now, the only songs remaining in their live set from the early days were
Plymouth flyer Sep. 17, 1973
Sep. 19 Doncaster, England Top Rank Wild Turkey opened the show.
Sep. 21 IN A GLASS HOUSE was heavily advertised to be released in England on this date, although some indications place the actual date one week earlier on Sep. 14. It was not originally released in America.
Manchester ad Sep. 22, 1973
Sep. 26 Southampton, England Top Rank Suite Wild Turkey opened the show.
Sep. 28 Birmingham, England Town Hall Wild Turkey opened the show, with Rod Crisp also sharing the stage. After the show, John Weathers noticed smoke in the balcony and the fire department was summoned. The press the next day credited him with saving the building.
Birmingham ticket Sep. 28, 1973
Sep. 28 Giant's seventh BBC session from Aug. 28 was broadcast on Sounds of the Seventies, hosted by Pete Drummond. It’s believed that a session by the group Sassafras was also broadcast, although Record Mirror had announced earlier that Mike Moran would be sharing the bill with Giant.
Sep. 29 Glasgow, Scotland City Hall Wild Turkey opened the show.
Sep. 30 Edinburgh, Scotland Caley Cinema Electrical limitations at the venue made it necessary for GG to forgo use of their own lighting effects, relying instead only on the house lights already in place. A fan who attended this show claims the band played for two hours, but this would be unusual and is not likely. The fan also claims the setlist included Think of Me With Kindness, a song not generally thought to be performed live. This is unconfirmed. Rod Crisp and Wild Turkey opened the show.
Edinburgh poster Sep. 30, 1973
Oct. 2 Leicester, England Polytechnic Wild Turkey opened the show.
Oct. 3 Bristol, England Top Rank Wild Turkey opened the show.
Oct. 4 Llanelli, Wales Glen Ballroom Wild Turkey opened the show. This gig was not on the band's original schedule, which called for them to be in Neath, Wales on this night and Aylesbury, England on Oct. 5. Both performances were pushed back one night.
Oct. 5 Neath,
The band next embarked on a European tour which brought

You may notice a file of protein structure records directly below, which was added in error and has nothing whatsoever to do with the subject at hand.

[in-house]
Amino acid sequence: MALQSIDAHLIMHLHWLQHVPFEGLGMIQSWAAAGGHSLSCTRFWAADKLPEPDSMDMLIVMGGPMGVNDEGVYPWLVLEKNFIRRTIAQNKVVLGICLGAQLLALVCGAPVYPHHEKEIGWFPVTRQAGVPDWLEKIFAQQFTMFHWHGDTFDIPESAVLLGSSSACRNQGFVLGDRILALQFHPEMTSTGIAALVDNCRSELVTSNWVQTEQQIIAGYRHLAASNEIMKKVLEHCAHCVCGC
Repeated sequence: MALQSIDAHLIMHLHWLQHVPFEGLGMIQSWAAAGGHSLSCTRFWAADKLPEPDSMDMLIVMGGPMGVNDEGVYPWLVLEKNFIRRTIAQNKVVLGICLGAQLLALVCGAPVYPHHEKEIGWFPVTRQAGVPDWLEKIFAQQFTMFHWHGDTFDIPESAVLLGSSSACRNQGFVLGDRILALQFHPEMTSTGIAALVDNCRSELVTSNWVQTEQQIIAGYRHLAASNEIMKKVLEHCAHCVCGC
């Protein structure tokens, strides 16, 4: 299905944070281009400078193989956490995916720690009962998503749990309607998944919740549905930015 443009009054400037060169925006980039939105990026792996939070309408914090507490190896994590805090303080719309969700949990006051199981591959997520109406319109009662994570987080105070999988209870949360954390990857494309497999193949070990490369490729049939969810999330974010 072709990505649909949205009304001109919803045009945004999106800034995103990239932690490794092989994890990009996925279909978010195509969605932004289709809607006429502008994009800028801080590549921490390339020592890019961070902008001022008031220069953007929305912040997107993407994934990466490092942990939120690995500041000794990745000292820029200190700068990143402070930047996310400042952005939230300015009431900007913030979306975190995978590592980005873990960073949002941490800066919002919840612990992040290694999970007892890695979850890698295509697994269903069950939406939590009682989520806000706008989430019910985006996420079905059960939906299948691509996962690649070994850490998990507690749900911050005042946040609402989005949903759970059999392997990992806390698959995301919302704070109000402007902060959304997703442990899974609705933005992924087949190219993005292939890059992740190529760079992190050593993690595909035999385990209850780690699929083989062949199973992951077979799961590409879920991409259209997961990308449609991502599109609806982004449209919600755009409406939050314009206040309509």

Italian tour with Acqua Fragile Oct. 1973
Oct. ? Padova, Italy It appears likely that, although not advertised on published tour schedules, a concert was added in Padova, possibly on a weekday. It was held in a local theatre, since demolished, and it’s been reported that the audience was a bit colder in response toward the newer material than they were toward OCTOPUS and earlier material. This gig was recorded by a female audience member, but the tape is presumed lost . Acqua Fragile may have opened at this show, as they did for the rest of this Italian tour, but one fan in attendance says there may not have been any opener.
Oct. 9 Catania, Italy Teatro Ambasciatori There were two shows on this date in a theater that was small and cramped. Italian progressive band Acqua Fragile opened the shows on this and all the remaining Italian dates of this tour. In a 1975 interview, Derek boasted about the fact that Giant had once been able to play a date in Sicily, implying it to be a rare occurrence. Actually, the band played at least twice in Sicily, the two known dates being this one and the next night in Palermo.
Oct. 10 Palermo, Italy Teatro Biondo There were again two shows with Acqua Fragile opening both. There had been some evidence that the band actually played in Frankfurt, Germany on this date, but the Palermo show has since been confirmed.
Oct. 12 Bari, Italy Teatro Petruzzelli Acqua Fragile opened the show.
Rome Oct. 13, 1973
Oct. 15 Reggio Emilia, Italy Palazzo dello Sport Acqua Fragile opened the show.
Oct. 16 Ancona, Italy Teatro Metropolitan two shows with Acqua Fragile opening both
Oct. 17 Treviso, Italy Teatro Garabaldi There were two shows and a tape exists of one of them, but it’s not known which. At the recorded show, during the guitar solo to In a Glass House, Gary threw in a brief theme from Peel the Paint. Acqua Fragile opened both sets.